Score another win for the arthropods, the group of animals that include insects, arachnids, myriapods, and crustaceans. Scientists have uncovered the remains of one of the first arthropods ever that could be described as a “man-sized, swimming centipede” or a “7-foot lobster without claws” that also happens to be 480 million years old.
The strange creature was originally discovered by a Moroccan collector who gave it to a team of scientists who spent 500 hours slowly removing the rocky casing to uncover an anomalocaridid that was the biggest animal of any kind that existed in the planet at the time.
Yale paleontologist Peter Van Roy led the long, slow process and notes it evolved during the Ordovician geological period. Also known as the Great Ordovician Biological Diversification Event that lasted 25 million years, a plethora of new oceanic life forms came on the scenes including plankton. It turns out, this creature was a filter feeder that fed on the new species of ocean creatures.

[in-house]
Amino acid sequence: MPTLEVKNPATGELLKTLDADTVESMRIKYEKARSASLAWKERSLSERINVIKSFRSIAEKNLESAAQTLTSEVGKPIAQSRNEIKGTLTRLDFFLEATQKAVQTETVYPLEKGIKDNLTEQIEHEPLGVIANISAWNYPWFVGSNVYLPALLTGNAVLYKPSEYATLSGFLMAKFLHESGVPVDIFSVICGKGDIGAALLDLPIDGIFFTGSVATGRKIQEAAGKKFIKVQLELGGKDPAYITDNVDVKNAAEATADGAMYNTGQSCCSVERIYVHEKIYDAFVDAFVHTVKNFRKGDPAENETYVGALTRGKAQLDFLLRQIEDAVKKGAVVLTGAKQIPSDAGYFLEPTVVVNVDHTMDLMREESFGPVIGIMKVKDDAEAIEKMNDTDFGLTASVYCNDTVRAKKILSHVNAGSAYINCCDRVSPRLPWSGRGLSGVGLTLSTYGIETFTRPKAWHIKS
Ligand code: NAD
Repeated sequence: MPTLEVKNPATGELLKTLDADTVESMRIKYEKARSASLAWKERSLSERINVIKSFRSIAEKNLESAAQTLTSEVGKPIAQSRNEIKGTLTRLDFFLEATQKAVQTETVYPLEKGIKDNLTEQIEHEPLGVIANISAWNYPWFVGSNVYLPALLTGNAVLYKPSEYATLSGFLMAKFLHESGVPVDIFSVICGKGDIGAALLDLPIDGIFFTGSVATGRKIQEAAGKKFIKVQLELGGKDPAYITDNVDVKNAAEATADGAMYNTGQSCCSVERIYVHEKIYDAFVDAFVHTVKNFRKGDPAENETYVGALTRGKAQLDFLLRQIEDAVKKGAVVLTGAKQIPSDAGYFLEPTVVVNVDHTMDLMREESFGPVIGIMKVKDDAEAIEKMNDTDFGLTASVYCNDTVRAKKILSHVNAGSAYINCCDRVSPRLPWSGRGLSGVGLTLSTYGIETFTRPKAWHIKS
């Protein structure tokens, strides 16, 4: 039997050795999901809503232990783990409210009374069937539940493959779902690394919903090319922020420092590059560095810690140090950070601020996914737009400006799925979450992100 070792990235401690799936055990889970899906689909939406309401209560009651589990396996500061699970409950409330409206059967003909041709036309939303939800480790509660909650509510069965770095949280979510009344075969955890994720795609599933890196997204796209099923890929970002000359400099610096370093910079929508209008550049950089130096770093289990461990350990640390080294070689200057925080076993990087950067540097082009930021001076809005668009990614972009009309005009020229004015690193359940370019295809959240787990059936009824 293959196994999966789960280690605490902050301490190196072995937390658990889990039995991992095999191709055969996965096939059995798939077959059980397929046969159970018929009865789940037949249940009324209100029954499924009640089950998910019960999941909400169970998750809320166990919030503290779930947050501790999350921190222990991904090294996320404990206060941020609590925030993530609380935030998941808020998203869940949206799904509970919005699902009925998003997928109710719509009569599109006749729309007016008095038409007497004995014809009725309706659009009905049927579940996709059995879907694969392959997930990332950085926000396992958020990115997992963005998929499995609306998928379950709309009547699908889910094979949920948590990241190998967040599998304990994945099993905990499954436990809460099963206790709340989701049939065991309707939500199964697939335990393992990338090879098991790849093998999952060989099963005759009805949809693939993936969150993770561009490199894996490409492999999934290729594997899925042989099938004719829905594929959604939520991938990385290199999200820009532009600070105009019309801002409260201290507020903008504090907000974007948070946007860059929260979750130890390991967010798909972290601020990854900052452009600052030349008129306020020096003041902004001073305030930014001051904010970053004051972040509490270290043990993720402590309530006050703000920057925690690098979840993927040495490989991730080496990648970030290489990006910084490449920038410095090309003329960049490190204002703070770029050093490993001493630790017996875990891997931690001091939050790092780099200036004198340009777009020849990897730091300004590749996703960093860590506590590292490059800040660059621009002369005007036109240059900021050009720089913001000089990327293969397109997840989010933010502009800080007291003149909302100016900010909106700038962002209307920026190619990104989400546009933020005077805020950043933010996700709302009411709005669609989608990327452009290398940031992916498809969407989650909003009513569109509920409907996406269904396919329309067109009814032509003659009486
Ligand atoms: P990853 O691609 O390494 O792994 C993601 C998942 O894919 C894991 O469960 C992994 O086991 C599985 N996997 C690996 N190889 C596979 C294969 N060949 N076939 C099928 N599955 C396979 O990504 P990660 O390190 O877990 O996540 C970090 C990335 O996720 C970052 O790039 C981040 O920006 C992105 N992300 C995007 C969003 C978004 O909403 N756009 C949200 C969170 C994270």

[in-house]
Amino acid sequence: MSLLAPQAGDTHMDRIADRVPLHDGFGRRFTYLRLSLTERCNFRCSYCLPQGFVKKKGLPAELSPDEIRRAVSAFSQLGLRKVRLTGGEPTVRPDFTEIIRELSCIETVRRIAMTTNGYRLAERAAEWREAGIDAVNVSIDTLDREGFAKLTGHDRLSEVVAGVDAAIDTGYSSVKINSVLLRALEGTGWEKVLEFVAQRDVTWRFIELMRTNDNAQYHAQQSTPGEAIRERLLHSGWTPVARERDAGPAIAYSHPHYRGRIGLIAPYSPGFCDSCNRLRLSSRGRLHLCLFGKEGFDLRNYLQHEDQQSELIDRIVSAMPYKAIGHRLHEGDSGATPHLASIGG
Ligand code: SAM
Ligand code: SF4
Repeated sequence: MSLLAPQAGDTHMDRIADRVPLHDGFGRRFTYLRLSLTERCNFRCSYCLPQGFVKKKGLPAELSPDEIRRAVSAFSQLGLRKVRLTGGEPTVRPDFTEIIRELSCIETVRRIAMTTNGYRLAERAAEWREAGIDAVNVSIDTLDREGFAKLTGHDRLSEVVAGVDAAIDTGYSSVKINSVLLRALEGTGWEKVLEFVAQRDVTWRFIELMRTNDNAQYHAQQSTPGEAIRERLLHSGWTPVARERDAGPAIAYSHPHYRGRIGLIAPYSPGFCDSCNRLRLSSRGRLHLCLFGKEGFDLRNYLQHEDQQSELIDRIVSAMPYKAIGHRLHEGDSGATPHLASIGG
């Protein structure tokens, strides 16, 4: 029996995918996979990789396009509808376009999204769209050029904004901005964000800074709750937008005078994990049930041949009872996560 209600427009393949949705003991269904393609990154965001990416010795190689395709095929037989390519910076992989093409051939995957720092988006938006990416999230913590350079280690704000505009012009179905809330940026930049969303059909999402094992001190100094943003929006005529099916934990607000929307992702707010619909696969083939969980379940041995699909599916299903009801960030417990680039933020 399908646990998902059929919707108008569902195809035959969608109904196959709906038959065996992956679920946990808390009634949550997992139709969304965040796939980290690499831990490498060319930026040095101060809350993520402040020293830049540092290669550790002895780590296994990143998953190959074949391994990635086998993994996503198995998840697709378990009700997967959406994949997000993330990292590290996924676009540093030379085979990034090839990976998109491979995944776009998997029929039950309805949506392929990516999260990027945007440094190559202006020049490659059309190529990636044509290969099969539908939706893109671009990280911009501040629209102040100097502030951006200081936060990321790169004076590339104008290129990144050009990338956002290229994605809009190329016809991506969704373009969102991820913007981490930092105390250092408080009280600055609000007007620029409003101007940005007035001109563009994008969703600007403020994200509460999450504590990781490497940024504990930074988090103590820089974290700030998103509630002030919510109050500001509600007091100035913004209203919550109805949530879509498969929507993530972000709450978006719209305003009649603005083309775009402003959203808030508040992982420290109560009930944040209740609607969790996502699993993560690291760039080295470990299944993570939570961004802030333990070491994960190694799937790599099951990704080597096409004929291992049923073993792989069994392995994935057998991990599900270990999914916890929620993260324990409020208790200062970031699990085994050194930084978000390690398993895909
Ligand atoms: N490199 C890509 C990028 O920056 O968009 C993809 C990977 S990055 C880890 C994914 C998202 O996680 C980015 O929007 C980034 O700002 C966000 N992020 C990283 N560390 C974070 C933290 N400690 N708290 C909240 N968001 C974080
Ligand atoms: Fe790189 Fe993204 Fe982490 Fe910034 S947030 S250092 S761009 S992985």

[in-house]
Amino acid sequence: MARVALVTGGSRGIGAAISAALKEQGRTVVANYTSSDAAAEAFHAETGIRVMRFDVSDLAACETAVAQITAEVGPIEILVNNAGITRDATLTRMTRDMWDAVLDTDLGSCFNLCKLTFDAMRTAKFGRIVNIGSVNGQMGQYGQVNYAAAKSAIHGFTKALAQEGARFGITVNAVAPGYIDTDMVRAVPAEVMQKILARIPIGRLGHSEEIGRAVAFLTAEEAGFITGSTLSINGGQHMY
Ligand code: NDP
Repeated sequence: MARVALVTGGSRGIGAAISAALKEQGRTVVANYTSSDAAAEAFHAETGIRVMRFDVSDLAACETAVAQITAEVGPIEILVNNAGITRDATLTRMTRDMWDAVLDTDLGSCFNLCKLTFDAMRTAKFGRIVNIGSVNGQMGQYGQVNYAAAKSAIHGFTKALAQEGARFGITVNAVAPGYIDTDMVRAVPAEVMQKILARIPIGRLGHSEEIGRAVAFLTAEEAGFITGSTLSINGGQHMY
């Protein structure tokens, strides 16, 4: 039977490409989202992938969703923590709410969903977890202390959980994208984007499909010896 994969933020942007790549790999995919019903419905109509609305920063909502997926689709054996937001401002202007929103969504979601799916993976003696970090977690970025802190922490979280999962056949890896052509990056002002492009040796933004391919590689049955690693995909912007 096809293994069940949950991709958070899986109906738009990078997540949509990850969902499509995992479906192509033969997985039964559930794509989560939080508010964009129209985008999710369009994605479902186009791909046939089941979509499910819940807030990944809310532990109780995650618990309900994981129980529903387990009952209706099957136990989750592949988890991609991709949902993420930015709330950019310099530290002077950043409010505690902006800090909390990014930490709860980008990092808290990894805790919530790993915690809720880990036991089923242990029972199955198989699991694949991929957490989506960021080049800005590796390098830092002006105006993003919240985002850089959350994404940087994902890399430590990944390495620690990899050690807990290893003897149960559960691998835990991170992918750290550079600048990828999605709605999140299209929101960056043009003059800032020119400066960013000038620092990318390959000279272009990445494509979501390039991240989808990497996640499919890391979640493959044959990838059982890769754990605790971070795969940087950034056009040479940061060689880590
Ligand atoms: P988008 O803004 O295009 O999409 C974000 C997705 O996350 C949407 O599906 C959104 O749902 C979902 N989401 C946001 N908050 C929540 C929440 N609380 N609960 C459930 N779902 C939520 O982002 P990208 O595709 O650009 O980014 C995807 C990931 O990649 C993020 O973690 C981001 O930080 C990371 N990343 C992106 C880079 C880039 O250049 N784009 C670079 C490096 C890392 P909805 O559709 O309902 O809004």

“(It was) the biggest diversification in marine animal life that we’ve ever known,” says Van Roy. “If you’re filter-feeding, of course, you probably are not going to be able to defend yourself. You’re not going to have, like, big fangs or anything. So, one way of escaping from predation is just by growing so massive that there’s … simply nothing else that can tackle you.”
Van Roy describes the creature in this week’s issue of the journal Nature and credits Ben Moula with finding it.